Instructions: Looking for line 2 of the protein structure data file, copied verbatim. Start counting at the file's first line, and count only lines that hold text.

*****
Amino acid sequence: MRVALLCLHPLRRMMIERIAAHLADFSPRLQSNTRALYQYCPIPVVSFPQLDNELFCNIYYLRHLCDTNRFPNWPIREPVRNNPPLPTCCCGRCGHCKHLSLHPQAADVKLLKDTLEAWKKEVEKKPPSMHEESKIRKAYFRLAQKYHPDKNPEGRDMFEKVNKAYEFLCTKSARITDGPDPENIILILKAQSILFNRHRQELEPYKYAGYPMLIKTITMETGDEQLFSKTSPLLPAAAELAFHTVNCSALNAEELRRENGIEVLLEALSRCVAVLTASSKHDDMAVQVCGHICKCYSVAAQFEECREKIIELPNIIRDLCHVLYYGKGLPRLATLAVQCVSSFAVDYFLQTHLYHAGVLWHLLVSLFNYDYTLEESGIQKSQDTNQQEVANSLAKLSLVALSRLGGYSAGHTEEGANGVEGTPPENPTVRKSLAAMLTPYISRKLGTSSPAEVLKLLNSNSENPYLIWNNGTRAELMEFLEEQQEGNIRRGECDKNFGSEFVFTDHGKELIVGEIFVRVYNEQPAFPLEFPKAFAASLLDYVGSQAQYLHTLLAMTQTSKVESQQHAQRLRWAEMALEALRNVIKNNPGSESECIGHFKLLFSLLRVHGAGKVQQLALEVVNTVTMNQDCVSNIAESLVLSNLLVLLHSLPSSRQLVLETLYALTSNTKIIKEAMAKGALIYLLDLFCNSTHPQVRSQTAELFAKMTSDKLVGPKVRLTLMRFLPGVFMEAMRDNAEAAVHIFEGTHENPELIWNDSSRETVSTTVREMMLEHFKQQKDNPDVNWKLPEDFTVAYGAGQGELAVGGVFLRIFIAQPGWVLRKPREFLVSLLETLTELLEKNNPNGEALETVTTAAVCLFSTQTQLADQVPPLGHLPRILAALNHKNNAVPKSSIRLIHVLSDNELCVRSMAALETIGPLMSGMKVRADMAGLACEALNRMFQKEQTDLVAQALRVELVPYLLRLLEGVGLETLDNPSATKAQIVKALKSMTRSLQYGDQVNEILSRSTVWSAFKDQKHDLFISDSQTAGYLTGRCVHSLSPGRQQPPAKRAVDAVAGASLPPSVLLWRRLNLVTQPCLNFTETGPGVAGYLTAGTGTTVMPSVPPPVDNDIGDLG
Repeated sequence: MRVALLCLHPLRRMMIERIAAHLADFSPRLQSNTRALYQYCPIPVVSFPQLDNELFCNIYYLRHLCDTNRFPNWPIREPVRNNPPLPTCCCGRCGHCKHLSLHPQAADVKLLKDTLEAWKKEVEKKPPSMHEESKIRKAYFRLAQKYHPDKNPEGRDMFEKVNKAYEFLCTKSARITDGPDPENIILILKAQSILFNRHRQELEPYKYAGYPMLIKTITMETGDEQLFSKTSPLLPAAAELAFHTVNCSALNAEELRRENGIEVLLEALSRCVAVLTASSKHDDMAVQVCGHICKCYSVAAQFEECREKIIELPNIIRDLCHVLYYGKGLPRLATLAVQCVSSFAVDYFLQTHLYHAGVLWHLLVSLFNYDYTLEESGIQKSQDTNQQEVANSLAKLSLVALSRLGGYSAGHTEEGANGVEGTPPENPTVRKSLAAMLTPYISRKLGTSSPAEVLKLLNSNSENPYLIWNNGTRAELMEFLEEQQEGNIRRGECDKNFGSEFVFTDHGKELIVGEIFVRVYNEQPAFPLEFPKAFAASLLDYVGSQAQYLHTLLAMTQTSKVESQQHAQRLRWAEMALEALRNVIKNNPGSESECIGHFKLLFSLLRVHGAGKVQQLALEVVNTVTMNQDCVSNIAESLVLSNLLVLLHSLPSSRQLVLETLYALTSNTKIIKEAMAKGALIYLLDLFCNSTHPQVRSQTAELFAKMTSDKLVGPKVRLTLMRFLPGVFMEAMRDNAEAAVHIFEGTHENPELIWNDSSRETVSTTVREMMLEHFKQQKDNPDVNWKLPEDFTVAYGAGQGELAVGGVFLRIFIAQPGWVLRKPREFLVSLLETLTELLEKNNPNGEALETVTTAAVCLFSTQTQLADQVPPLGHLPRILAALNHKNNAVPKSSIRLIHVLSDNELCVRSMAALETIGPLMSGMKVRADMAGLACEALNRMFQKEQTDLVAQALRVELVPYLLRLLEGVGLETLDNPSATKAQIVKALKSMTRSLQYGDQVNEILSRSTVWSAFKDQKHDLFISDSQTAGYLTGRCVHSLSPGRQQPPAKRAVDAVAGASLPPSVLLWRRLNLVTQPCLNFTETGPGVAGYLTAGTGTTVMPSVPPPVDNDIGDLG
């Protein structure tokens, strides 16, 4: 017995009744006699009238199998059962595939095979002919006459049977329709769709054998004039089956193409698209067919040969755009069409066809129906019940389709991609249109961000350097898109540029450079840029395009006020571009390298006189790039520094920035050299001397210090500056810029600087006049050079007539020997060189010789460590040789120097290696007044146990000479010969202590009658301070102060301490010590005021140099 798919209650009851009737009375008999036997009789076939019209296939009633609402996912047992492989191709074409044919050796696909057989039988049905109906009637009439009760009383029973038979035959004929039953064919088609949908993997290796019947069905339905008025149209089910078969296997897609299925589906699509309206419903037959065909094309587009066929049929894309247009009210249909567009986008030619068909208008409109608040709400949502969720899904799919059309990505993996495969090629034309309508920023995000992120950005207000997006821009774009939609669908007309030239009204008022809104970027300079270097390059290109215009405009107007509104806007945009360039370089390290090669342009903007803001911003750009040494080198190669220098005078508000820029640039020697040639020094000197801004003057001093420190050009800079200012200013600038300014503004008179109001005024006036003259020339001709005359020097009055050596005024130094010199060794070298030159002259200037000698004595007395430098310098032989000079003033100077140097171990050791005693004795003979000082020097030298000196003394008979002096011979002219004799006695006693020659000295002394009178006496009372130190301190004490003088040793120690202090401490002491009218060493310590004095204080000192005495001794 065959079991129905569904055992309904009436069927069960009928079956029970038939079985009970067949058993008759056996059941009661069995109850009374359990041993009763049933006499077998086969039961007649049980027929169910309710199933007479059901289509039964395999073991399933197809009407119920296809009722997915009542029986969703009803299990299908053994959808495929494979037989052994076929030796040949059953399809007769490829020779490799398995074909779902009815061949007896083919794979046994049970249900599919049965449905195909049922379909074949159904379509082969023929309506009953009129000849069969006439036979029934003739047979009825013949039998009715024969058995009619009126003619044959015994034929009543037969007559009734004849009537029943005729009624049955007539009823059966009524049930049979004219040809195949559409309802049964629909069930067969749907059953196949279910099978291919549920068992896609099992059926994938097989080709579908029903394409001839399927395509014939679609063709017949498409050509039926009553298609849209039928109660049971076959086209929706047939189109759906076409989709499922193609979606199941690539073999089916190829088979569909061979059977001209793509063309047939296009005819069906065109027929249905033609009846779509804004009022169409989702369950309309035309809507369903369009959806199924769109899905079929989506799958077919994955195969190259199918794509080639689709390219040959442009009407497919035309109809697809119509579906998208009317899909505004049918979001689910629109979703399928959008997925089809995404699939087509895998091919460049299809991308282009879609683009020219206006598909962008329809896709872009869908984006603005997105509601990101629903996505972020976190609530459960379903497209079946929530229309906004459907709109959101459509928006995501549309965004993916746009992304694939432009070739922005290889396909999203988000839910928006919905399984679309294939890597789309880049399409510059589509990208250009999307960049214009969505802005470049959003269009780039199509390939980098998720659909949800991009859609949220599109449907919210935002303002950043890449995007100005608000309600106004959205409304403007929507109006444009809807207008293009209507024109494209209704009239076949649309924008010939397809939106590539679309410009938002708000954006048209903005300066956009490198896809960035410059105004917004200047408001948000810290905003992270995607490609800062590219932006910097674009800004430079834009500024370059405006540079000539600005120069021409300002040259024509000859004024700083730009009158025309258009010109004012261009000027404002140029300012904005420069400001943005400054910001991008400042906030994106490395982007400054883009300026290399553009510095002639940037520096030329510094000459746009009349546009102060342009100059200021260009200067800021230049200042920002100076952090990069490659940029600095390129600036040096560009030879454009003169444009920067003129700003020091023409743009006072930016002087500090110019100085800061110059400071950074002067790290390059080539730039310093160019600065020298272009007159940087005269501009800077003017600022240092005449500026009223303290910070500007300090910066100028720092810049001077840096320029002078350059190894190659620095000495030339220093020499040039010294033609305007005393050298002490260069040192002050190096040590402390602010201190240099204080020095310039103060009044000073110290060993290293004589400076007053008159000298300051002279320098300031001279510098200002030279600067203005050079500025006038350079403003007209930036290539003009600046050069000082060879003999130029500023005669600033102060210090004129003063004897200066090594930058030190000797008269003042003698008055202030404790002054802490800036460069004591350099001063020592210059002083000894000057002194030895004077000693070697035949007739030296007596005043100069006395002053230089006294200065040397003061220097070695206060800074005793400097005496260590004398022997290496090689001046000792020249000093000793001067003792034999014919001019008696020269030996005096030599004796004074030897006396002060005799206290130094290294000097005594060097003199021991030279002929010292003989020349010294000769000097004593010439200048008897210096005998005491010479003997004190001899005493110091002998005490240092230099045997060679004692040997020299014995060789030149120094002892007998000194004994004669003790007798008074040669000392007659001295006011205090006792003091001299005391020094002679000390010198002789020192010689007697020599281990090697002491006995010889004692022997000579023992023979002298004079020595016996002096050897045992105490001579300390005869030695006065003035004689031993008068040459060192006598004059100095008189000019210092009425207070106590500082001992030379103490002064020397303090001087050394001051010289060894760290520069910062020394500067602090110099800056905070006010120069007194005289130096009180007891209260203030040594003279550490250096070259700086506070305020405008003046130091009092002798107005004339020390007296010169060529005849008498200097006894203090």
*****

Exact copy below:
Repeated sequence: MRVALLCLHPLRRMMIERIAAHLADFSPRLQSNTRALYQYCPIPVVSFPQLDNELFCNIYYLRHLCDTNRFPNWPIREPVRNNPPLPTCCCGRCGHCKHLSLHPQAADVKLLKDTLEAWKKEVEKKPPSMHEESKIRKAYFRLAQKYHPDKNPEGRDMFEKVNKAYEFLCTKSARITDGPDPENIILILKAQSILFNRHRQELEPYKYAGYPMLIKTITMETGDEQLFSKTSPLLPAAAELAFHTVNCSALNAEELRRENGIEVLLEALSRCVAVLTASSKHDDMAVQVCGHICKCYSVAAQFEECREKIIELPNIIRDLCHVLYYGKGLPRLATLAVQCVSSFAVDYFLQTHLYHAGVLWHLLVSLFNYDYTLEESGIQKSQDTNQQEVANSLAKLSLVALSRLGGYSAGHTEEGANGVEGTPPENPTVRKSLAAMLTPYISRKLGTSSPAEVLKLLNSNSENPYLIWNNGTRAELMEFLEEQQEGNIRRGECDKNFGSEFVFTDHGKELIVGEIFVRVYNEQPAFPLEFPKAFAASLLDYVGSQAQYLHTLLAMTQTSKVESQQHAQRLRWAEMALEALRNVIKNNPGSESECIGHFKLLFSLLRVHGAGKVQQLALEVVNTVTMNQDCVSNIAESLVLSNLLVLLHSLPSSRQLVLETLYALTSNTKIIKEAMAKGALIYLLDLFCNSTHPQVRSQTAELFAKMTSDKLVGPKVRLTLMRFLPGVFMEAMRDNAEAAVHIFEGTHENPELIWNDSSRETVSTTVREMMLEHFKQQKDNPDVNWKLPEDFTVAYGAGQGELAVGGVFLRIFIAQPGWVLRKPREFLVSLLETLTELLEKNNPNGEALETVTTAAVCLFSTQTQLADQVPPLGHLPRILAALNHKNNAVPKSSIRLIHVLSDNELCVRSMAALETIGPLMSGMKVRADMAGLACEALNRMFQKEQTDLVAQALRVELVPYLLRLLEGVGLETLDNPSATKAQIVKALKSMTRSLQYGDQVNEILSRSTVWSAFKDQKHDLFISDSQTAGYLTGRCVHSLSPGRQQPPAKRAVDAVAGASLPPSVLLWRRLNLVTQPCLNFTETGPGVAGYLTAGTGTTVMPSVPPPVDNDIGDLG